• Sense of achievement through completion and allows creativity
  • Mix and range of skills, abbilities and ideas.


  • Conflicts and personal relationships
  • Unfair spread in work, individual performance and intitiative not recognised
  • Lack of motivation from some members
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Person Culture

  • Exists to serve its staff and is often brought into existence by those who staff it. 
  • Allows members to collectively persue aims.
  • Focuses on the people and their specialist knowledge
  • Found in organiations where staff are able to develop their skills and carreer
  • No coordination or control but high levels of respect
  • Power and influence shared


  • Good employee relations
  • High motivation, low labour turnover
  • Strong values


  • Self interests
  • Difficult to manage
  • Often mixed with another culture as firm begins to take on own identity.
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Organisational Structure

Fundamental and relatively unchaging features of an organisation which are officially sanctioned by those who control it and consist of the way activities and components parts are grouped, controlled and coordinated in order to acheive specific aims and outcomes.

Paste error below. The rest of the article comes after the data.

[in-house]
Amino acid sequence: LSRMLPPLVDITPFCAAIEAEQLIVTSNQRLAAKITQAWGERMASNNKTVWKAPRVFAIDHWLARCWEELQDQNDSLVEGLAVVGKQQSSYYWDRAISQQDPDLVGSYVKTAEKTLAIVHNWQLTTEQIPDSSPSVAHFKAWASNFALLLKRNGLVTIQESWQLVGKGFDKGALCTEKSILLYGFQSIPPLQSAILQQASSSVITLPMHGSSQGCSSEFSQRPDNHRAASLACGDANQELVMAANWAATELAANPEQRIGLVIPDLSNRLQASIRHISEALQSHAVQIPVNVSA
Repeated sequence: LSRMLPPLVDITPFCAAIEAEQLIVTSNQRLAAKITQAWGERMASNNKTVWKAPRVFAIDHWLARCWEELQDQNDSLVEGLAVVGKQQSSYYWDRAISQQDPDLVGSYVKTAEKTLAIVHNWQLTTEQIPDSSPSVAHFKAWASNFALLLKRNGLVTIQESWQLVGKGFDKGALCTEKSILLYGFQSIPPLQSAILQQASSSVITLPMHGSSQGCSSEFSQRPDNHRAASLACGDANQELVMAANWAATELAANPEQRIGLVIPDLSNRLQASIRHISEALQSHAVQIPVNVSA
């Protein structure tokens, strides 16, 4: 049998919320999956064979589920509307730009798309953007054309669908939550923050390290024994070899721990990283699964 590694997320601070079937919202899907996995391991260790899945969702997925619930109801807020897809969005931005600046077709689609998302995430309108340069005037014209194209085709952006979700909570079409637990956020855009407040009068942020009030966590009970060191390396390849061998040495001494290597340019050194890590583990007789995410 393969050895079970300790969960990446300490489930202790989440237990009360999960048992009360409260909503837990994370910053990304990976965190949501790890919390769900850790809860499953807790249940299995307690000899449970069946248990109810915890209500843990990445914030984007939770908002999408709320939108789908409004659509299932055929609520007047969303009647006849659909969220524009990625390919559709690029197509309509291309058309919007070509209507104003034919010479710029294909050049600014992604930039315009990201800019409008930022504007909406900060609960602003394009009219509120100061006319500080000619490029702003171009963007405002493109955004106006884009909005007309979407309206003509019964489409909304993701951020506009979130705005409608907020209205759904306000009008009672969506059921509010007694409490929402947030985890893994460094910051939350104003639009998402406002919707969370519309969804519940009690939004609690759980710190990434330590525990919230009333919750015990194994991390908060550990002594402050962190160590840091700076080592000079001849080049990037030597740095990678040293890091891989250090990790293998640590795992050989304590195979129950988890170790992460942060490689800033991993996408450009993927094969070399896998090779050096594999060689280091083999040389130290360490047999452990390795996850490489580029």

Structure divides the whole organisation into manageable subtasks and allocates them to organisational units that are held responsible  for their completiong. Ensures subtasks are coordinated and controlled in way that helps the organisation achieve its aims.

Importance- an appropriate structure should ensure:

  • Tasks occur in correct sequence
  • Activites are monitored so that coordination and control occur
  • Decisions can be and are taken at appropriate points to ensure that adjustments which may be necessary to achieve goals are made.
  • Responsibility and authority for completing certain task is assigned to individuals and a groups and also that they accept accountability. 
  • Resources are used effectiely and efficiently so that the level of resource utlisation matches the level of activity and resources are only deploued on what needs to be done.
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Matrix Structure

  • Combines the traditional departments of function structure with project teams. A project team will include a range of skills and abilities in order to get the project done effectively.